With the concrete walls as a background?
I told Paul if he'd only come by half an hour earlier, I could have shot him when I shot Zander.
"I was going to ask," he says.
So I had him show up at 6:45 this morning. It's getting light later and later, this time of year, and naturally I didn't think to check the time of sunrise. Even at 7:00 it's still not light enough. So Paul runs Zander and Kirsten up to school—the high school is five or six blocks up the hill from us—and comes back so I can do his portrait.
Now we're at the last minute. But he's gotten permission from his first-hour teacher to be late to class.
I used my aging and definitely sick 6MP Konica-Minolta 7D for the shoot, because I don't have a long lens for the mirrorless camera. The 7D has some quirks; its motherboard long ago went senile. Every now and then it spontaneously decides to underexpose by about three stops. You never know when that's going to happen. But in the 25 or 30 shots I did of Paul, the camera only pulled that trick twice. It won't review shots in full-screen mode any more, no matter how you try to set it, so you can't chimp even if you want to. It also pulled another one of its tricks and stopped autofocusing halfway through the shoot. So I switched to manual focus and was focusing it myself, with my bad eye (I have cataracts in my right eye), when it spontaneously came to life and decided to start autofocusing again—while set on manual focus! Jeez.
But I only lost four or five of the shots I took of Paul to the balky old camera's shenanigans. At least the camera didn't pull its nuclear option on me, this time—that's when it suddenly decides it doesn't have a lens attached, even though it does, at which point it resolutely refuses to work at all. The only thing to do then is to repeatedly detach and reattach the lens until it recognizes it again. Yeah, it has a setting to allow it to shoot without a lens attached, but that doesn't work either. The old girl has definitely seen better days.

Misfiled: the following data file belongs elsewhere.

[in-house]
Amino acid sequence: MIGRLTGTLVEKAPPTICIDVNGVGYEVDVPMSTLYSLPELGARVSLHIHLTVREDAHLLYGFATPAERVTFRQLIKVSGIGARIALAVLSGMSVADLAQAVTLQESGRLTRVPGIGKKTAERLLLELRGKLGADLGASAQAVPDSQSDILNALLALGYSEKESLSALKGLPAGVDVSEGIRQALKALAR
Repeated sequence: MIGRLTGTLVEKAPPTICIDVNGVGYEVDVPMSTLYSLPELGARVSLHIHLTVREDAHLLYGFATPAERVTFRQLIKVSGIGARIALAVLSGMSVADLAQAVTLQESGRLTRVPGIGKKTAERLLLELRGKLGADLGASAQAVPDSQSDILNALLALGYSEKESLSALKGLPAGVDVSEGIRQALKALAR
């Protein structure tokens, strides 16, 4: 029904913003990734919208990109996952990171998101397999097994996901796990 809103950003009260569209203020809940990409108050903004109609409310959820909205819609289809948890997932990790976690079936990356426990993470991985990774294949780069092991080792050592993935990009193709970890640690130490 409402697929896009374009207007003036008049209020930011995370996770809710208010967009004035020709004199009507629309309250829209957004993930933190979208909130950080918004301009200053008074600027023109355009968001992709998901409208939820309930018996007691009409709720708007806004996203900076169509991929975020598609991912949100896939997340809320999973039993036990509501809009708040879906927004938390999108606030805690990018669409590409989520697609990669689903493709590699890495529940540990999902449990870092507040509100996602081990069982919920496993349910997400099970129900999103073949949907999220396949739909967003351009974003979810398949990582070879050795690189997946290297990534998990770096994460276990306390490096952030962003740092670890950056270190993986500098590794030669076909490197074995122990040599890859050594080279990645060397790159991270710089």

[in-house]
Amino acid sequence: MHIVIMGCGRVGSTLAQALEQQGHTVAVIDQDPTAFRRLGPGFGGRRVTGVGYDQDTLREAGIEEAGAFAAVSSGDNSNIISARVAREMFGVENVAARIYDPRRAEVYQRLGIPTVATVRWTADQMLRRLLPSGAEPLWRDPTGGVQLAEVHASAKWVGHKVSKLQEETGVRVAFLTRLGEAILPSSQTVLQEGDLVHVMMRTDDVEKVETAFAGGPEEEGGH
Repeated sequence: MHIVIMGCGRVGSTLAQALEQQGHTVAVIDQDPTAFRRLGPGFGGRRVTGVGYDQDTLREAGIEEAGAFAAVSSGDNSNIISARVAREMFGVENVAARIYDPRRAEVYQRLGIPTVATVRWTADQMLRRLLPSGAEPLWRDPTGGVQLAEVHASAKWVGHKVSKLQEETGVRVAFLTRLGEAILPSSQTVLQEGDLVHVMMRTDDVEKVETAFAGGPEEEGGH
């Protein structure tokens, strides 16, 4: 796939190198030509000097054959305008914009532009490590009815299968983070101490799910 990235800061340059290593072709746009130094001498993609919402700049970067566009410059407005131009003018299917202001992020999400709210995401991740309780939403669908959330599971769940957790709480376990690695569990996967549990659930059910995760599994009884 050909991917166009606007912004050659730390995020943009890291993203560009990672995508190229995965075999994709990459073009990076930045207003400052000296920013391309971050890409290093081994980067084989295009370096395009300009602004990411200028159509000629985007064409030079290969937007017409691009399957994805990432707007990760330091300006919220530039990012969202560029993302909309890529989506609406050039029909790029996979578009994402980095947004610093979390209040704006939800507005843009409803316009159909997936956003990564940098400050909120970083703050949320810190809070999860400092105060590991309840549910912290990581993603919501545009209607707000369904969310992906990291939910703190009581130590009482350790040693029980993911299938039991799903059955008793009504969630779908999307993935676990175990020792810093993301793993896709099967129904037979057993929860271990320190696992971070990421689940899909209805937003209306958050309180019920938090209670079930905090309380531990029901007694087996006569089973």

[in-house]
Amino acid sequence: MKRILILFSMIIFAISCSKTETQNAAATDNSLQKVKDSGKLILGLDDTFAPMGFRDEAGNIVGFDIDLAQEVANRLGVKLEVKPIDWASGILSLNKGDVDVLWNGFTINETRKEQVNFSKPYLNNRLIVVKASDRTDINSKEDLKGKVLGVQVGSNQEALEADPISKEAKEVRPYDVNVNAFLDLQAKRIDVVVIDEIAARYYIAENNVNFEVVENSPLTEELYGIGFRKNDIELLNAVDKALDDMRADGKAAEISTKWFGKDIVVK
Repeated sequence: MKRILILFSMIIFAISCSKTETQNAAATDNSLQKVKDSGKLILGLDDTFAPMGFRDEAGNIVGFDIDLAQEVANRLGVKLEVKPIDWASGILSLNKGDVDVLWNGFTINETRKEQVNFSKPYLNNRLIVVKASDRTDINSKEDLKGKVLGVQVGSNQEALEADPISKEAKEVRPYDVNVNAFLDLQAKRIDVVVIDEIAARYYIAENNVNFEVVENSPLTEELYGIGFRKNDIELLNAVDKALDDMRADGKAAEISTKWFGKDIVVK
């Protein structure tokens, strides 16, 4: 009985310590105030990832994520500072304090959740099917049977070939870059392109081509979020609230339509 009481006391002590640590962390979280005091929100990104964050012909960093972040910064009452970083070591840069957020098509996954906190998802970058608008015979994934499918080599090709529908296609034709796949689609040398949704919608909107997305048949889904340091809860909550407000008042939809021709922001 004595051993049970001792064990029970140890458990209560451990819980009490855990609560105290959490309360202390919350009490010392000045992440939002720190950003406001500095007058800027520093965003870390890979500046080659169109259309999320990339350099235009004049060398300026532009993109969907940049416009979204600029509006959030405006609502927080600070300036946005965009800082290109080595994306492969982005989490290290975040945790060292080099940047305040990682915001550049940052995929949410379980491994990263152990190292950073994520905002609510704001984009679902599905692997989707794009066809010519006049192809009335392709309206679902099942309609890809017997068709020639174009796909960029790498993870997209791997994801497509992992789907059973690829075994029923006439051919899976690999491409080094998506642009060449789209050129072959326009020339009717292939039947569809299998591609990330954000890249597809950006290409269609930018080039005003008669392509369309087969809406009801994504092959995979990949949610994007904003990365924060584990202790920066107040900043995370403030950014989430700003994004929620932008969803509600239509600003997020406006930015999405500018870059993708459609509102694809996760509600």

I still like that camera, though.
So Paul and I select a shot, and I'm quickly correcting it in Photoshop, and Paul's standing there shifting from one foot to the other saying, "Zander's photo class starts in ten minutes...." Zander has to print out the two pictures on the Epson in the photography classroom prior to running them down to the office to turn them in. (We don't have a working photo printer at the house right now—don't ask; long story.) So I throw the two portraits on an SD card, wrap the cord around my new Sandisk card reader (because the one up at school is older and can't read the 4GB SD cards I've standardized on), hand it to Paul, and off he goes. "Bye—thanks!"
They'll probably make it, too.
With time to spare.
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Original contents copyright 2010 by Michael C. Johnston and/or the bylined author. All Rights Reserved.
ADDENDUM: Uh-oh. Waited too long. Re the "Background in a Bag" I mentioned, this notice has appeared on the Photek site: "PHOTEK WILL NO LONGER BE ABLE TO PROVIDE BACKGROUNDS. THE MILLS HERE IN THE UNITED STATES HAVE CLOSED WITHOUT NOTICE. WE WILL KEEP YOU POSTED IF WE CAN LOCATE A NEW SOURCE. THANK YOU FOR YOUR PATRONAGE."
I checked around, and it appears the black 8x12's are already gone. (Damn.) If you want or need another color, better get it quickly.
(Thanks to Aaron and others in the comments for alerting us to this.)
UPDATE: I'm glad to report the printing went off without a hitch and Zander and Paul got their pictures in on time. I even got my card and card reader back!